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Strategic Corporate Finance: Applications in Valuation and Capital Structure by Justin Pettit

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MARKET RISK PREMIUM (MRP)

The return premium afforded by stocks over long government bonds (i.e., MRP) is generally believed to be anywhere from 3 to 8 percent. The widely cited Ibbotson and Sinquefeld study (now down from 8 percent, to about 6 to 7 percent) is based on the U.S. arithmetic mean from 1926. It is not that 1926 was an important year in econometric history; this is just when the market tapes started to be archived.

If the study started one year earlier or later, the risk premium would have changed by a full percentage point. Other U.S. studies (employing manual data retrieval) do go back much further (to when the market was largely railroad stocks) and provide estimates closer to the low end of the range.2 Some studies rely on more recent history and this, again, leads to the lower end of the range.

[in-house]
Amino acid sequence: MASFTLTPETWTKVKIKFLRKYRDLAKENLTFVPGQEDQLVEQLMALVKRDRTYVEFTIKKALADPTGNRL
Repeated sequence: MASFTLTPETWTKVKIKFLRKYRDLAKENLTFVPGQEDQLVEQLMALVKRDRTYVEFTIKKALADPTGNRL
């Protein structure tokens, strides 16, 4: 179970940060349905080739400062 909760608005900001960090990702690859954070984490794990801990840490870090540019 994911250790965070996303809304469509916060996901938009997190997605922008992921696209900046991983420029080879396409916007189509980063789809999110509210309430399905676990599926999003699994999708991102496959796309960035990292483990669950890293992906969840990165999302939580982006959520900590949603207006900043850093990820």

Provided the data represent a “random walk” and there are no discernible trends up or down, more observations will lead to greater predictive accuracy. However, structural economic changes over the past century make the early data less relevant for estimating expected returns today. Macroeconomic factors have conspired such that, in our opinion, a shorter history is more appropriate.

Based on the arithmetic average of annualized monthly return premiums and on forward looking multiples, stock market investors today are likely to expect about a 5 percent premium for bearing the market risk of equities. The risk of holding equities has generally declined; at the same time, ...

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